Earthquake was our fault

The island was shaken, but few were stirred when a magnitude 3.1 earthquake hit Central Whidbey Thursday morning.

The Pacific Northwest Seismograph Network reported that the modest temblor struck at 6:08 a.m. and had an epicenter on Plantation Drive, which is on the west side of Highway 525 south of Coupe’s Greenbank Store.

The earthquake was 19.9 miles deep.

The county’s emergency dispatch center received a handful of calls about the earthquake, but no reports of damage.

Camera crews from Seattle TV stations scrambled around the island, but found few people with compelling stories to tell. Most of those heard or felt the earth shake thought it was more interesting than scary or dangerous.

Mary Coupe, owner of the Greenbank Store, said she woke up at about 5 a.m. and must have dozed off momentarily since she didn’t feel or hear a thing. She lives on North Bluff Road, not far from the epicenter.

On the other hand, Vicki Plantz, the store clerk, was at home at Hancock Lake. “There was a big sound, my windows shook for about three seconds and it was over,” she said. “I thought it was just a big boat.”

Large ships traveling through Admiralty Inlet often make her home vibrate with their the giant motors. She thinks it might be because she lives on the a fault line.

Earthquake experts have identified a complex array of a dozen major fault zones in the Puget Sound, two of which run across Whidbey Island. There’s the North Whidbey Fault and the South Whidbey Fault. A fault is a fracture or zone or fracture in the rock strata.

The recent earthquake occurred on the South Whidbey Fault, which is a slightly unstable fault. According to a study by John Oldow of the University of Idaho for the the United States Geological Survey, the South Whidbey Fault “exhibits documented reverse motion related to N-S regional shortening and (is) thought to have significant potential for large magnitude earthquakes.”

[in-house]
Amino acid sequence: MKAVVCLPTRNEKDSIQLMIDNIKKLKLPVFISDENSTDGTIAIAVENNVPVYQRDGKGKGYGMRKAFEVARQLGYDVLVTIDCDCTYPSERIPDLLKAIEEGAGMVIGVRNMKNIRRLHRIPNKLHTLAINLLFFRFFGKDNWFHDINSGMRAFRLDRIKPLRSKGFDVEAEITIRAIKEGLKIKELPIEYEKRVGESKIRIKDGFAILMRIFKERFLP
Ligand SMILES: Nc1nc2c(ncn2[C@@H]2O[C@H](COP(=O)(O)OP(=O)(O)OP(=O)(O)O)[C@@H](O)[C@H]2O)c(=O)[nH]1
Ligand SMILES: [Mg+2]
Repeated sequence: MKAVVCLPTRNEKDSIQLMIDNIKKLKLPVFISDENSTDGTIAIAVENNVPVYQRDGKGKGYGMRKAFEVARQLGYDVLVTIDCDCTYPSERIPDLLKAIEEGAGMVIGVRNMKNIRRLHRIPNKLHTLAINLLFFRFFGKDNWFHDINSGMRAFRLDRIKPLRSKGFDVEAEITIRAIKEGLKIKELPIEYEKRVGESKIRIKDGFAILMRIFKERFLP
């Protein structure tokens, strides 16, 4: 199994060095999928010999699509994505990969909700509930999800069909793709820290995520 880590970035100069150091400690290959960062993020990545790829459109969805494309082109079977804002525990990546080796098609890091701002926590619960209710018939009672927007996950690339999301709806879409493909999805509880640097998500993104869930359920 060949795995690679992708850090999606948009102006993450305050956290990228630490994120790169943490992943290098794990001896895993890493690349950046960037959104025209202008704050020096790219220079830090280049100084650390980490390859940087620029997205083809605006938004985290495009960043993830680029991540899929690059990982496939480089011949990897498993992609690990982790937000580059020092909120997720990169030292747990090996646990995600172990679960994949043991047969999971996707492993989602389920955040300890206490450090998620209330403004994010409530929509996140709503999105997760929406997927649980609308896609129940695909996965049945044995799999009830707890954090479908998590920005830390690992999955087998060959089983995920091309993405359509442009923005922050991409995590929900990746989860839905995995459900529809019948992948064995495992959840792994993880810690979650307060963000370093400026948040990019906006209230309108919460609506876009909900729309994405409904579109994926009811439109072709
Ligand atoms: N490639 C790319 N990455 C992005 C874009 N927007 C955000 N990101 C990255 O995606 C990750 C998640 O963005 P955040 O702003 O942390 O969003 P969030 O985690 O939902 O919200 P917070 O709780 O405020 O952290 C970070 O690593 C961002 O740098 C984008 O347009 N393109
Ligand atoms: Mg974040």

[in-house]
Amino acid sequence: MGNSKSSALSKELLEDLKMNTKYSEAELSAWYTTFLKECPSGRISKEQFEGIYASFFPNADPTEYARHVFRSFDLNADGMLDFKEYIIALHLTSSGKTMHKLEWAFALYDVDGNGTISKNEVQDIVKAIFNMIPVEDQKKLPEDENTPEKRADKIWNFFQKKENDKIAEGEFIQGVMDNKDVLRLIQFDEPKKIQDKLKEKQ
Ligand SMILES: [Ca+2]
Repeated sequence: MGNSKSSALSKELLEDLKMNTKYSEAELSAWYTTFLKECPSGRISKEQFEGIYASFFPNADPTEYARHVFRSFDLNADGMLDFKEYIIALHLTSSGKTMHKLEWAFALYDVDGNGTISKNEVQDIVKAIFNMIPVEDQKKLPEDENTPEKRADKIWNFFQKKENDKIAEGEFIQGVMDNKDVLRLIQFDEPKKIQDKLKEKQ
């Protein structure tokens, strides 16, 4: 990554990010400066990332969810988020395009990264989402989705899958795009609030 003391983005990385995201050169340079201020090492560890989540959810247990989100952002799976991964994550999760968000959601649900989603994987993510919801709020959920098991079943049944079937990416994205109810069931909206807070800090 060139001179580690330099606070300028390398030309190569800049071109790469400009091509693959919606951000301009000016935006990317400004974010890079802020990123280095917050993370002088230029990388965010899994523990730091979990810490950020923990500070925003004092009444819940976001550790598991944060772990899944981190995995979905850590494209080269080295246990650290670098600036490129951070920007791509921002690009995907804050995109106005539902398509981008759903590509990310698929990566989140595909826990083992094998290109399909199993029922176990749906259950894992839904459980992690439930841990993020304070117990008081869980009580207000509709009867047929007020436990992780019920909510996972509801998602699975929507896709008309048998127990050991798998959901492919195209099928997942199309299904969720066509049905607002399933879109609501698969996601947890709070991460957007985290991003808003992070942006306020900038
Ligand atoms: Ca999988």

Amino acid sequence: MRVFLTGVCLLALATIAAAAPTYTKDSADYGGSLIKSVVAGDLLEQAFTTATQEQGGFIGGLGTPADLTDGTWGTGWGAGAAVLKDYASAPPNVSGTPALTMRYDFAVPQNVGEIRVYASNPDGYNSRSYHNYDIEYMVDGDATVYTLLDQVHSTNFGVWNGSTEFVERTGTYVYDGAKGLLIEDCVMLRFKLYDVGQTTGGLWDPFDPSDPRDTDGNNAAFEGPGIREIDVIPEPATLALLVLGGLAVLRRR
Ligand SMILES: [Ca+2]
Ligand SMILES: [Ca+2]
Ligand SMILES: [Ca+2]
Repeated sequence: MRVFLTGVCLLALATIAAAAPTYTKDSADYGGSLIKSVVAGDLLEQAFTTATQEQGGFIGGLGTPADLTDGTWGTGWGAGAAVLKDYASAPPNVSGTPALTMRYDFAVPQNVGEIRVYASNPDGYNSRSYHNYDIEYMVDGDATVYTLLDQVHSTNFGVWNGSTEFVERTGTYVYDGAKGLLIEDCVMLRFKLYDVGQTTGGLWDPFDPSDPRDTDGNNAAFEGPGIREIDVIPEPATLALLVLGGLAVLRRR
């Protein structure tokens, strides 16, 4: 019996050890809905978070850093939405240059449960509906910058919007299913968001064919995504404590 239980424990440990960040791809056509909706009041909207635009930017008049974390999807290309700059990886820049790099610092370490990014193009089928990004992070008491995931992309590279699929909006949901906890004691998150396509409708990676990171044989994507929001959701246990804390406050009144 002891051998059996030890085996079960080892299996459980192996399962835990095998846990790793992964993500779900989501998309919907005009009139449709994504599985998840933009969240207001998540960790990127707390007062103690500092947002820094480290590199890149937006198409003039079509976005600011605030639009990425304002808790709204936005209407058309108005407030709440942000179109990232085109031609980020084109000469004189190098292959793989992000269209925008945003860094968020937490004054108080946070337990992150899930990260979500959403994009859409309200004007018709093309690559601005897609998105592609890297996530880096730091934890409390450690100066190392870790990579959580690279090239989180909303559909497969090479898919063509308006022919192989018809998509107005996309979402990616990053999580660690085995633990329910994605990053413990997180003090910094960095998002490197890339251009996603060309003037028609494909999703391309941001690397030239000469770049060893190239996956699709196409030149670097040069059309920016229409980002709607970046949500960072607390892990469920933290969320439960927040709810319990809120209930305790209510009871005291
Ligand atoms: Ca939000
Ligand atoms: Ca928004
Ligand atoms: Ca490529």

On the other hand, the North Whidbey Fault that runs through Oak Harbor seems to be quiet. Oldow writes that there’s no director evidence of recent activity along this fault line. Moreover, that lessens the risk of a giant, deadly earthquake caused by coordinated ruptures of the North and South Whidbey Island faults.

According to a report by Harvey Kelsey at Humboldt State University in California, scientists have found evidence of a major “crustal earthquake” along the South Whidbey Fault about 3,000 years ago. This displaced the two sides of the fault between three to six feet, with the north side becoming higher.

Kelsey measured the sea level difference at Crockett Marsh and Hancock Marsh. He wrote that the fault appears to be “an asymmetric fold” in the rock below.

Above ground, Whidbey Island folks are still chatting about the earthquake. Sheriff Mike Hawley, who lives in Freeland, thought it was a sonic boom. Jan Smith, the sheriff’s spokesperson, lives in Clinton and was at home when the earth moved.

Smith said, laughing, that she was sitting in bed, drinking coffee and had a “fat yellow cat” on her lap.

“I thought something had hit the side of the house,” she said. “There was no flickering lights, no falling pictures.”

You can reach Jessie Stensland at or 675-6611.

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